Then it was time for the ‘light lunch’ proposed by my dear buddy Mr MacLean, over which we could discuss our Sherried whisky class. (You see? Preparation).
‘Light’ in MacLean’s lexicon can often tend to mean what other folks call ‘boozy’, but moderation was the watchword on this occasion, although in these days of the ‘just water for me’ culture, beer and wine might be seen as wildly excessive.
Lunch was taken in the Copper Dog, the marvellous, stone-flagged pub in the basement of the newly refurbished Craigellachie Hotel. Upstairs, Lyndsey Gray and her team run the Quaich bar with its serried ranks of bottles rare and fascinating, cocktails and views over the Spey.
The Craig’s revival has created a focal point for quality, like the village in which it sits, a hub. The Quaich Bar is no longer a hidden, small, dark green nook, accessible only to members of the Church of Drams, but open to all, bright and proud.
It’s not alone. On a whim, Mr MacLean and I then decided to spend the rest of the afternoon stravaiging around the higher-end drinking establishments of Speyside (thankfully, we had a designated driver).
First stop was the Dowans in Aberlour. It’s a hotel I’ve long loved though, like many of its kind, was always one where an eyebrow would be raised if you didn’t have a faithful hound with you when you checked in. A sporting place, stuffed with fishing rods and the smell of cordite and dog hair.
Now it is transformed into a stylish, modern hotel, with a sleek silver-and-black cocktail bar and another, The Still, with a wall of whisky, a club and regular tastings.
I didn’t ask if dogs were welcome. No longer do you enter through the back door, trailing mud. Now the entrance is at the front, giving you a sublime view over the river.
We drifted on to the four-star Station Hotel in Rothes, another establishment which has been gutted and redesigned, and now boasts two bars – Toots as the public, and a main bar.
There’s copper everywhere – you could make a sma’ still from the coasters alone – which is no surprise since it’s owned by the genial and humble Richard Forsyth. There’s another wall of whisky, but Dutch bar manager Bert Macor has smuggled in a fine selection of genever – which is where Charlie and I start.
Wall of whisky: The bar at the Station Hotel, Rothes
Tourism is important to the region. Forty percent of the visitors to the 2015 Spirit of Speyside festival stayed for six nights, but it isn’t just for this time of year. People come all year round; distillers bring in guests.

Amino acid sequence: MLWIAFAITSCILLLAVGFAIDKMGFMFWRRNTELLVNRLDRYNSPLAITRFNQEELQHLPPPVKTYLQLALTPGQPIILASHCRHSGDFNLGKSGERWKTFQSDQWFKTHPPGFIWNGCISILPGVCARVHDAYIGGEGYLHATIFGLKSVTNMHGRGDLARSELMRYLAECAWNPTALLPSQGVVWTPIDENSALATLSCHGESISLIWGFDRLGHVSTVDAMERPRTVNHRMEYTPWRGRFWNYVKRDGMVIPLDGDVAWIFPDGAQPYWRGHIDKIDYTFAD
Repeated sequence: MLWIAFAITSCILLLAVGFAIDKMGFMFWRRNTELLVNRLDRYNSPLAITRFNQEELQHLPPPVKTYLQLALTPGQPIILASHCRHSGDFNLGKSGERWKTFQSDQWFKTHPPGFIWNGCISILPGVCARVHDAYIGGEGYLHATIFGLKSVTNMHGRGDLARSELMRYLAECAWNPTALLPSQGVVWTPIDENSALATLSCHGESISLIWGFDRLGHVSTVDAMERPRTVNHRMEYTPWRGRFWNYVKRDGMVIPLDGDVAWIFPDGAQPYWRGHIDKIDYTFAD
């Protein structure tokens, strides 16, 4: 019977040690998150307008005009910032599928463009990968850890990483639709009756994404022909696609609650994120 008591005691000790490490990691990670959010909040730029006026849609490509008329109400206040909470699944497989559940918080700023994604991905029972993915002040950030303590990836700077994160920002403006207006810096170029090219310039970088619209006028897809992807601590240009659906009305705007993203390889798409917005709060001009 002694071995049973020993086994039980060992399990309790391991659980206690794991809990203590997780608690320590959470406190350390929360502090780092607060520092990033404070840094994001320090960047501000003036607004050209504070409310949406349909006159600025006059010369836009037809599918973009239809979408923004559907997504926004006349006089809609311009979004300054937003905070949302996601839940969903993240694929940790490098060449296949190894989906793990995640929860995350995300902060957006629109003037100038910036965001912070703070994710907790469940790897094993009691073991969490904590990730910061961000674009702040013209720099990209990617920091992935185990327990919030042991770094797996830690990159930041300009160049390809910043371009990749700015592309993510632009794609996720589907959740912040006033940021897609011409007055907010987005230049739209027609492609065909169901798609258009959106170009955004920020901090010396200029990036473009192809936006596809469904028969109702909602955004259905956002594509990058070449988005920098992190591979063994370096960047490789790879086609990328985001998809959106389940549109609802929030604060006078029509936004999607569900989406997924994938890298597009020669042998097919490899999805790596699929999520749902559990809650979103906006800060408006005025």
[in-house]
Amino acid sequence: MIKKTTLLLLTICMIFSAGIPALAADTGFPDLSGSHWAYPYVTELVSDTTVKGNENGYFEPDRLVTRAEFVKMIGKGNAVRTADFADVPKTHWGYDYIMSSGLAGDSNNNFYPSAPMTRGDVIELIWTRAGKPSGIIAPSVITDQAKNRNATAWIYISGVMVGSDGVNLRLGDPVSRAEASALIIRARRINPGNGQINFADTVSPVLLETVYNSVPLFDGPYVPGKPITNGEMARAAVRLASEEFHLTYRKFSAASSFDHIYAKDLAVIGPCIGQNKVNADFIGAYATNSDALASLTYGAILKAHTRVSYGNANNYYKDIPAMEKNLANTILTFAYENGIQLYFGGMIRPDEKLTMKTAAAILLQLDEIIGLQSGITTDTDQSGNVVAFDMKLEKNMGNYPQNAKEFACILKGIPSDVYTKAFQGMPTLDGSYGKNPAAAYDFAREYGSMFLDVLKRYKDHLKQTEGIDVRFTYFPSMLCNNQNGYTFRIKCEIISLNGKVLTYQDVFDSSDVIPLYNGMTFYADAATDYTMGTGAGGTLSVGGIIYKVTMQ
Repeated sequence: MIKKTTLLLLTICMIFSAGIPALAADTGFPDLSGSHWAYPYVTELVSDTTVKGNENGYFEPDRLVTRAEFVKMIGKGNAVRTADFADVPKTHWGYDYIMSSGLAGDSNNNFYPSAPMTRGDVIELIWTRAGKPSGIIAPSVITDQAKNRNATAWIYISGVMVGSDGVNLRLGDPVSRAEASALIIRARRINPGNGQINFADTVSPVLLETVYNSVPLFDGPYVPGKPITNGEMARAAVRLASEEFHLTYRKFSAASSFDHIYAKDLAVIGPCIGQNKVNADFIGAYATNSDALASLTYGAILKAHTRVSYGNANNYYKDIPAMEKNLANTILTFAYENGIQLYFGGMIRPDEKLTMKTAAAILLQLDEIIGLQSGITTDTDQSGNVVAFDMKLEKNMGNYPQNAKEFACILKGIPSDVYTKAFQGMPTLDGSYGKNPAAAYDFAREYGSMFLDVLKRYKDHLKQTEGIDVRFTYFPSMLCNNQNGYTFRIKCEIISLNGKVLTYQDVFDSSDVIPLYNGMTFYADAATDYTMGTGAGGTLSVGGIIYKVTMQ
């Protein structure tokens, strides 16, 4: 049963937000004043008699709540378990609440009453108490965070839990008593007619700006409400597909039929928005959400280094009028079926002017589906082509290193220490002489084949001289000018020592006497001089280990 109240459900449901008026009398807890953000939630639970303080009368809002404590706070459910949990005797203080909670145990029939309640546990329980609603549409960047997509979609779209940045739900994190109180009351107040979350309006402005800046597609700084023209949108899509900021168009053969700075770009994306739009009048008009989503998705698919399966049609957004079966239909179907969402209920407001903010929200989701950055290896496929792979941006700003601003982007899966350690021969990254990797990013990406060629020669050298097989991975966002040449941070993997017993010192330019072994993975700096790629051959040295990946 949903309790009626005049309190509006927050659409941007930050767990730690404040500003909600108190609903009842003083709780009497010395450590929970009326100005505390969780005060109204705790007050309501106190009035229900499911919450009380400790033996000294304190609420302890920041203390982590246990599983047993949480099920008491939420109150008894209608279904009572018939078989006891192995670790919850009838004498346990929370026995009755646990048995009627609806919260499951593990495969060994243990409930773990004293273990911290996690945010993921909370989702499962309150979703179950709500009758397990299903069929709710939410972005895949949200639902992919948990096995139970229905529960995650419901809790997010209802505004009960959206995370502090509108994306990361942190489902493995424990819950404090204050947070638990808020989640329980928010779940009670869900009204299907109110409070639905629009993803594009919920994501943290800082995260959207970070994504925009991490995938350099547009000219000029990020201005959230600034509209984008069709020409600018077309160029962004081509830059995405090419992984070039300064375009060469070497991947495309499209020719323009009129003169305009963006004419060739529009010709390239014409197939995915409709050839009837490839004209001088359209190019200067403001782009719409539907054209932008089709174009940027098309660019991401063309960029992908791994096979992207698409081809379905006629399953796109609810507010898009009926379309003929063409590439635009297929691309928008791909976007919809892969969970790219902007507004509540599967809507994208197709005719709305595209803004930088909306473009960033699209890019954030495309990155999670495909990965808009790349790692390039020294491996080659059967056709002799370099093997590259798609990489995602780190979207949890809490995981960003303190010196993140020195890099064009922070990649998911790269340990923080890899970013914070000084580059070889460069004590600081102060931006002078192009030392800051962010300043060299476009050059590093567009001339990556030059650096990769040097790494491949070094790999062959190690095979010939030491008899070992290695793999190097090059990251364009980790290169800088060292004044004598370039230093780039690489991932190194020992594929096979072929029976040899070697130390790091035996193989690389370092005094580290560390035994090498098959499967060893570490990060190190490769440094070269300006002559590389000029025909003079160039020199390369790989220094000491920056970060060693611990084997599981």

The issue for many years was a lack of bed space, a need for more hotels, restaurants and fine bars – quality, in other words. Offer all of that and people don’t come for a day trip, they stay, they spend, they sit and drink, and talk. These hotels are vital to a new, confident Speyside.
In many ways, what they are doing is learning from the past, from people like Alexander Edward, the young tyro who built the Craigellachie Hotel (and most of the village, and a distillery or two).
He saw the middle classes coming up by train to the Highlands and gave them a reason to stay by building a hotel. The new generation are doing the same. The past, you see, is always alive.
Today, Mr MacLean and I are doing our Sherried whisky class featuring two Sherries and eight drams, then comes a blind tasting on blends, and finally I am being deposited on a (hopefully fictitious) desert island to choose some drams.
For those of you up here already, a few of us are wandering up Ben Rinnes on Sunday morning. Meet at 10am on the Edinvillie road (Glenrinnes end).
Now… breakfast. If I hurry, I can squeeze in a visit to Dalmunach.
28 April 2016
Over the years I’ve seen seaweed in stillhouses and been attacked by midges in them as well. This, though, was the first time I’d ever experienced snow being blown in.
Sunbursts of daffodils shone out across the bleached hillsides, on which well-camouflaged, new-born lambs shivered. ‘Lambing snow’ they call it in these parts. You could tell who was local. They were the ones who raced into the stillhouse; we incomers dawdled, drinking it in.
It was worth the slower pace. It’s not every day, after all, that you get a chance to see Auchroisk, that modernist sculpture of a distillery that is, for some reason, little talked-of. Rarer still for folk to stand in the stillhouse, sipping on cocktails, as the hiss of steam mingles with the conversation and we all inch closer together for warmth as the wintry wind blows up the kilts.
Spirit of Speyside’s opening gala is a chance for a get-together, for a certain degree of scene-setting, the inhalation before the activities start.